Luohan (罗汉) is a term originating from Buddhism and is called Arhat (अर्हत) or Arahant in sanksrit and pali respectively. It is used in Chinese Buddhism to describe a practitioner which was had a higher level of attainment or pre-enlightenment but has not become a Boddhisattva, or a Buddha. The Luohan are also considered semi saint like and are often as disciples of Guatama Buddha who were instructed to await the coming of the Matreiya (future Buddha). Depending on the sutra (Buddhist Scripture) there are between 4 - 16 Luohan in early Indian and Tibetan texts. After the Ming Dynasty, 18 Luohans were part of Chinese Buddhism.
The first reference of the 16 Luohan dates back to 891 AD, when a monk Guan Xiu painted portaits of the Luohan.
During that time Buddhists had undergone a period of persecution from the Emperor Tang Wuzong and a group of faithful had taken the Luohan as guardians at the time. One of the oldest known statues of such depiction are from Yixian county, Hebei Province.
The Luohan in their original depictions prior to entering the Chinese Buddhism, did not have the emotional and differentiating characteristics that would be endowed upon in the future. In fact many held the Luohan with great reverance and even the Emperor QIanlong from the Qing Dynasty visited the Guan Xiu paintings (stored at the Shengyin Temple, Hangzhou) and was said to admire them greatly. He even wrote a set of eulogy for each of the Luohan which influenced the depiction until this day.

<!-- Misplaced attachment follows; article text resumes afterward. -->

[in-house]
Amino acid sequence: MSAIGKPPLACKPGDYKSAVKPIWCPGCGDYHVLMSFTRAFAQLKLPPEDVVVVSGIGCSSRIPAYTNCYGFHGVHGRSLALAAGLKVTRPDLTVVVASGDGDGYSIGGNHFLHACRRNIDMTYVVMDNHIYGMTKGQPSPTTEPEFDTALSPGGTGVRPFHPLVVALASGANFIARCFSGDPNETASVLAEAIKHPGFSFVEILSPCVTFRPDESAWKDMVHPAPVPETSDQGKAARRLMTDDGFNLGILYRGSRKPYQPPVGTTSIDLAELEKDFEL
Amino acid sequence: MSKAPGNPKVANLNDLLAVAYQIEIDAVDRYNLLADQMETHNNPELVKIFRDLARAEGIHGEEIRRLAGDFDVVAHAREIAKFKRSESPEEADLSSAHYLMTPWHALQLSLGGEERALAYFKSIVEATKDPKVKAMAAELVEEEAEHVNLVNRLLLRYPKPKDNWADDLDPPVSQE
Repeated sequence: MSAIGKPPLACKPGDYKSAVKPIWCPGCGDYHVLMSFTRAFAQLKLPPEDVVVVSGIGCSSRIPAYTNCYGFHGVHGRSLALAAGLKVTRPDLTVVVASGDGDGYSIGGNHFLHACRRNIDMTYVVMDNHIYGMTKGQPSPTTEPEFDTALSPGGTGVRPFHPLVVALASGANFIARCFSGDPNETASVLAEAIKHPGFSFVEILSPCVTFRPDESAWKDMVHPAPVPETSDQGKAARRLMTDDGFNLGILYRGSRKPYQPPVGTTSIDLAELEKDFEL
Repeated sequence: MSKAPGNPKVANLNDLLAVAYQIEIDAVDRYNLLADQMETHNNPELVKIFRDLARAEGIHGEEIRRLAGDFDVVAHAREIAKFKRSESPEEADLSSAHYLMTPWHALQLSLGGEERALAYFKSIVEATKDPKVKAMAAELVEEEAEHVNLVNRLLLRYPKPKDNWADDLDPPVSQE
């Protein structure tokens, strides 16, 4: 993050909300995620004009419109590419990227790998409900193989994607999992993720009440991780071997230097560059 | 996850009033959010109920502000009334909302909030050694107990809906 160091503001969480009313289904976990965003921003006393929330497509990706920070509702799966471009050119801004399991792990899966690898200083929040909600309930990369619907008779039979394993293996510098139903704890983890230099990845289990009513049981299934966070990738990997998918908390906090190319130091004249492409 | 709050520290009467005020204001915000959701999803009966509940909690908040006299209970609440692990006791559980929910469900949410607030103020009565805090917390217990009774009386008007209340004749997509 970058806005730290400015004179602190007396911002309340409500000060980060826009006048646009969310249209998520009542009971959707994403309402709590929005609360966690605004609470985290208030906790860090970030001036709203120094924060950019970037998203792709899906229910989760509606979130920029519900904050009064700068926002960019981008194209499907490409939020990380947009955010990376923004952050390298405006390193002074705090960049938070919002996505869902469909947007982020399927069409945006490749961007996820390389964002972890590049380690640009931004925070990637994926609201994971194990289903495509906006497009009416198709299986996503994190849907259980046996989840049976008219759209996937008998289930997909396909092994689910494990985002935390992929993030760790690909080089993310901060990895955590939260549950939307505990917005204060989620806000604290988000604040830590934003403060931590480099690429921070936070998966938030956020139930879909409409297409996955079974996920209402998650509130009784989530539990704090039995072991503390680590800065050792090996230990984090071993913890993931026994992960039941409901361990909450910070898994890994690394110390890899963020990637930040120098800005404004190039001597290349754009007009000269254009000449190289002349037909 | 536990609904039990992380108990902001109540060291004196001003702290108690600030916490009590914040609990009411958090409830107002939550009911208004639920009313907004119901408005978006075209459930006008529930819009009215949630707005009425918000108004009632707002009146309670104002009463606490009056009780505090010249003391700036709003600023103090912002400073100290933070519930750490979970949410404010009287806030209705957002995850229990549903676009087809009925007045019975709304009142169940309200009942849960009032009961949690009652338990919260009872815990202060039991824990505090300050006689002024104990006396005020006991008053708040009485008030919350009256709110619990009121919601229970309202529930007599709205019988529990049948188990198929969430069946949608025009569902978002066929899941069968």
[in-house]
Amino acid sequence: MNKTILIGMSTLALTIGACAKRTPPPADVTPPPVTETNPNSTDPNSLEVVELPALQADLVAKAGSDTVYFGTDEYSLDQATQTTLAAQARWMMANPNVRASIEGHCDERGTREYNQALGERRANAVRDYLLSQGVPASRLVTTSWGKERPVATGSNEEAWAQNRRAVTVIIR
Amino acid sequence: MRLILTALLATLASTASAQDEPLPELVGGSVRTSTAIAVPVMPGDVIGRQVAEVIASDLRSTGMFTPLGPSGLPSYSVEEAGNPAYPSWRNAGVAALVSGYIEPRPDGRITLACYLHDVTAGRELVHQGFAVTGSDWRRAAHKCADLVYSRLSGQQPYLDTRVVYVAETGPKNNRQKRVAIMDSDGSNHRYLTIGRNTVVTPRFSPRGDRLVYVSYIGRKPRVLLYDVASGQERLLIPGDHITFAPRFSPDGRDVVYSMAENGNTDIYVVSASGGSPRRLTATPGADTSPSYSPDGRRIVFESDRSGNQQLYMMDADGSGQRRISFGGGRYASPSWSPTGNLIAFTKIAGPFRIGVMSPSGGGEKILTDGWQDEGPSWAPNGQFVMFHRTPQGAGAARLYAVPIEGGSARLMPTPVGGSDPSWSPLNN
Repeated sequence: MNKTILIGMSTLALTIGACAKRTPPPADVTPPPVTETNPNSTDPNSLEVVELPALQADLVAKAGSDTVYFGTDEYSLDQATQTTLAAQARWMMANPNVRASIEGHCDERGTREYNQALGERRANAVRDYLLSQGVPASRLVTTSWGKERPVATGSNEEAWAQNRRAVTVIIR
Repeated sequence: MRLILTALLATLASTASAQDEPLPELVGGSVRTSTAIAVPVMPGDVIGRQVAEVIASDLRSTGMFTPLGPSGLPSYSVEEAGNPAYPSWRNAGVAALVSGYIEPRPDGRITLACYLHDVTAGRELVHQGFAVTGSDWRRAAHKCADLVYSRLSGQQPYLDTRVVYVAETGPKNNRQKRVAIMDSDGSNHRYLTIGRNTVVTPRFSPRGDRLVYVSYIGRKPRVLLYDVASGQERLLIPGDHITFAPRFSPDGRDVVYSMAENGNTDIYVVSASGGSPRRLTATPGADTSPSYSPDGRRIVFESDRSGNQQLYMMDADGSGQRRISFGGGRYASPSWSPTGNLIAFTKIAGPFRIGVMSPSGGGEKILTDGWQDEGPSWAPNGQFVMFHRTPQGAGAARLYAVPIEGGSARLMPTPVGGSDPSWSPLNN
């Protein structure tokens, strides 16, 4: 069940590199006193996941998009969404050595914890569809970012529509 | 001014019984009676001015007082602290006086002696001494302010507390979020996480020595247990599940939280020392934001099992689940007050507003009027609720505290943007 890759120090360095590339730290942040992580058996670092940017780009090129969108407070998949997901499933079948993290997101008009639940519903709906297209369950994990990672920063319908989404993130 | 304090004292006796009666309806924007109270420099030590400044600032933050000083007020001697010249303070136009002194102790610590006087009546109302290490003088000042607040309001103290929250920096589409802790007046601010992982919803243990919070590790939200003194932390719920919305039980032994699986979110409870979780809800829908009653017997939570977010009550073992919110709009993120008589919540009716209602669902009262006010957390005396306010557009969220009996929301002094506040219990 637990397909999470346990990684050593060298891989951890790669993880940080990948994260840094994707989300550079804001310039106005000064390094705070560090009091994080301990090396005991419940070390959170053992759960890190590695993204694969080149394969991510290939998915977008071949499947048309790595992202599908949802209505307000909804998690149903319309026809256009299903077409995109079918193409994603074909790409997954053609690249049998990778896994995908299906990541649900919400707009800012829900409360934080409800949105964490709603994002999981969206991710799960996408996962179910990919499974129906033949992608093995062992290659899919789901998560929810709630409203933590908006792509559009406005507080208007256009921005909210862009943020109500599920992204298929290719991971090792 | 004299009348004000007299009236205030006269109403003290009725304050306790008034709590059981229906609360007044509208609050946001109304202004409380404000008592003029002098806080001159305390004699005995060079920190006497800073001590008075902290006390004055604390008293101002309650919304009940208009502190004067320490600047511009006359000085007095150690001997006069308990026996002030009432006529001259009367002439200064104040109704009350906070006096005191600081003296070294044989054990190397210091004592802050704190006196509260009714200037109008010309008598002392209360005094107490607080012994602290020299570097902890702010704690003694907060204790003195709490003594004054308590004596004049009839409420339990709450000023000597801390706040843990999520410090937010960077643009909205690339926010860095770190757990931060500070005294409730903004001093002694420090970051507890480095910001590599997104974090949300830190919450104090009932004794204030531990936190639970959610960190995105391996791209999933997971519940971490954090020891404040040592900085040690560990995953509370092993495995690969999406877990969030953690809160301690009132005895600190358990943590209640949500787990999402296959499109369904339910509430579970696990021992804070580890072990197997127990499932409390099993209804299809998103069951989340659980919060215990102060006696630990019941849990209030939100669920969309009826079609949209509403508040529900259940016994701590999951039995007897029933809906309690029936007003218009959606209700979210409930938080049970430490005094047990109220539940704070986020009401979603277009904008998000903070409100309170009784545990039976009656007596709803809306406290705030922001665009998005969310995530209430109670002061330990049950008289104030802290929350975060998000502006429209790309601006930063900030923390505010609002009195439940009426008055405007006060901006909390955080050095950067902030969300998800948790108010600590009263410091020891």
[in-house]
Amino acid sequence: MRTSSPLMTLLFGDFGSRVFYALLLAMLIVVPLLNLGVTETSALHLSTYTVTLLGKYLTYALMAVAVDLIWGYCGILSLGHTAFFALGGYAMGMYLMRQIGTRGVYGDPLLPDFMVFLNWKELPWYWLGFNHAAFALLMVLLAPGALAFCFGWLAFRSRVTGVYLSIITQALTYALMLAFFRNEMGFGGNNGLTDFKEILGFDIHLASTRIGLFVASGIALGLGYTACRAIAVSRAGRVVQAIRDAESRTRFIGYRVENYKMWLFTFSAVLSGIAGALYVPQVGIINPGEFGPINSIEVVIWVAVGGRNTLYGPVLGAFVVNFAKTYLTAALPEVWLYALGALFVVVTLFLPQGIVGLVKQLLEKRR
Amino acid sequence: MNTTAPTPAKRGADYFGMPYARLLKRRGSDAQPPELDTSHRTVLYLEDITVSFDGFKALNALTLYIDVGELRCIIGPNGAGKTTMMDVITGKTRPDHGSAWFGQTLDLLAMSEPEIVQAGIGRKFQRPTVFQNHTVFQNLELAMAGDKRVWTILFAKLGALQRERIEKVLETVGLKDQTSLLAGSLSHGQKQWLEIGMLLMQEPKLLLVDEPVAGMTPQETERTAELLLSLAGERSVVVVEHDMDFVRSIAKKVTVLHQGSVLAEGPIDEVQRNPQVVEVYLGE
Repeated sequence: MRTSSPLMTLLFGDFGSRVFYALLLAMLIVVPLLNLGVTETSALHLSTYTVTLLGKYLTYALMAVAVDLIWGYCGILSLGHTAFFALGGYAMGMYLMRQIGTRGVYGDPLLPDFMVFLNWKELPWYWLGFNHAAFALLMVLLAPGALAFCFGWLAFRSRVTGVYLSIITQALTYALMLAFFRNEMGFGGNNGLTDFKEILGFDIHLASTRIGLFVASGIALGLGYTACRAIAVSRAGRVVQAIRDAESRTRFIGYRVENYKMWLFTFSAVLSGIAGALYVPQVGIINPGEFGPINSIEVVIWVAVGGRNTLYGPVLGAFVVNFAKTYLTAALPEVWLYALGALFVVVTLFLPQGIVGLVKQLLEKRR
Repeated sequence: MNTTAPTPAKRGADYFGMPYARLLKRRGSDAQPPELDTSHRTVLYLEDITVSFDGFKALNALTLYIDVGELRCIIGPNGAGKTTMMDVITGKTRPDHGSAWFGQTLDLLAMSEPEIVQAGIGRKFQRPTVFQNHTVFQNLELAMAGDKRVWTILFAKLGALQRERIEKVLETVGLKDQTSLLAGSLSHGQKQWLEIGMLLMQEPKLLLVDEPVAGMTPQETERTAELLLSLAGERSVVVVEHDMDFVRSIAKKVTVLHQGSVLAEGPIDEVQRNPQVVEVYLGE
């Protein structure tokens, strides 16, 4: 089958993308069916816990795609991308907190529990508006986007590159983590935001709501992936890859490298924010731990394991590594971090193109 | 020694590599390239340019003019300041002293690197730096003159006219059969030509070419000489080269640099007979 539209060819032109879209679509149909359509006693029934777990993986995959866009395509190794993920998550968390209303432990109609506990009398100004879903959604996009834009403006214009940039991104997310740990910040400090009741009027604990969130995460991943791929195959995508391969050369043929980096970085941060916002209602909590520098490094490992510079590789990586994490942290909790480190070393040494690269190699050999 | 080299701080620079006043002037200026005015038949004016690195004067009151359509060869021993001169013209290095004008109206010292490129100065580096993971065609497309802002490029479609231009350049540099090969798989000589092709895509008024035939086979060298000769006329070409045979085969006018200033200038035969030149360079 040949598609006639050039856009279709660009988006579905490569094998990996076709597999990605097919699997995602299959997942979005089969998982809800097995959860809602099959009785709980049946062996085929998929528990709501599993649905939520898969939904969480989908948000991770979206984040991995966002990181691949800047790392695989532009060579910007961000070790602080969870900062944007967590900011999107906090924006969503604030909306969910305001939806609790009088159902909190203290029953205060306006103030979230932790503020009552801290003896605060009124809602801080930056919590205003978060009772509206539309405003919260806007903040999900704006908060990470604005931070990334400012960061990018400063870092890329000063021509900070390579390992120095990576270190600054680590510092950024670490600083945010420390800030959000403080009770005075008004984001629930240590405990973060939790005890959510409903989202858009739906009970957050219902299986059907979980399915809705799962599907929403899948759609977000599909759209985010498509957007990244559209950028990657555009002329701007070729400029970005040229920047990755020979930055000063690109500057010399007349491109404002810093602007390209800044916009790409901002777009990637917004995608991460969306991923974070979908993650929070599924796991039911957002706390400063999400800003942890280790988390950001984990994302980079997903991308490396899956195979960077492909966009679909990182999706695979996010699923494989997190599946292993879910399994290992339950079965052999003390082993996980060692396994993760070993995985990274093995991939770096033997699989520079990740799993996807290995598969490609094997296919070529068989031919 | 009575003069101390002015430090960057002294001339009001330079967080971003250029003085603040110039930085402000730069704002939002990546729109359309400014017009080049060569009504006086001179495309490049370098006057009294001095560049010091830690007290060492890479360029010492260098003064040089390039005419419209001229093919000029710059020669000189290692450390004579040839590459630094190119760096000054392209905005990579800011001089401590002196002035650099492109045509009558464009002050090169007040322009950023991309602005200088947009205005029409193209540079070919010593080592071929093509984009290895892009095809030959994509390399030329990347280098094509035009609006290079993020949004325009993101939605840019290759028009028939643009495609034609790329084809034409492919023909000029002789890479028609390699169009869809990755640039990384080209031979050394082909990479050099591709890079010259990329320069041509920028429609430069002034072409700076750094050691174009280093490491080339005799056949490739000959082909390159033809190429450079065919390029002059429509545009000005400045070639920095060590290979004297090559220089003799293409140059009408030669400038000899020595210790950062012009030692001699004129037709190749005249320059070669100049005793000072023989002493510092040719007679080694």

In martial arts terms, there are some folklore and legend which attribute the Luohan to the time of Boddidharma and his time in the Central Plains of China, where the famous Shaolin Temple on Shao Shi Peak of Song Mountain is located. The legend suggests creation of something thought to be 18 hands of luohan. This however is questionable given that Boddhidharma is of the Indian buddhism tradition and through the sheer concept of Ch'an (Zen) which he is the associated founder, it would be peculiar to show reverance to Luohan (especially all 18 of them when some had not yet been created then).
What is lesser known or correlated is the practice of the White Lotus groups that were sub Daoist, Buddhist and general Chinese culural religious faiths that believed in the coming of the Matreiya as well as placing many historical and religious figures into their reverance system. Some parts of these groups also practiced martial arts and it is likely the path by which the Luohan were to be included into their practice.
There are many schools of Luohan Quan which have arisen across China, some from the Central Plains area (Hebei, Henan and Shandong), others from the Southeastern coast (Zhejiang, Fujian) and some in the West (Sichuan). Each not necessarily related as much as commonly inspired by the Luohan.
To the practices in those three main areas, there are again many variations and schools thereof.
Although Luohan Quan is a main feature in Shaolin Quan (for more information visit our details here), its practice does not hold the symbollic practice as found in some of the styles of southeastern coast. It is these styles of the Jiangnan to which our Luohan Quan is derived and thus expounded upon herein.
The beauty of the Luohan Quan from Jiangnan is in its direct association between the buddhist ideals and the practice, between the descriptive aspects of the Luohan and the techniques within the boxing. It is unfortunate that this style is rarely held in its completeness in present times, possibly because of the great skills that understanding parts of the style already can impart or due to the common practice of masters finding an affiniation with only one or some of the Luohan thereby ignoring others. After an almost 20 year expedition of practice and discovery across Zhejiang and Fujian province the composition of the many pieces of the style are detailed herein.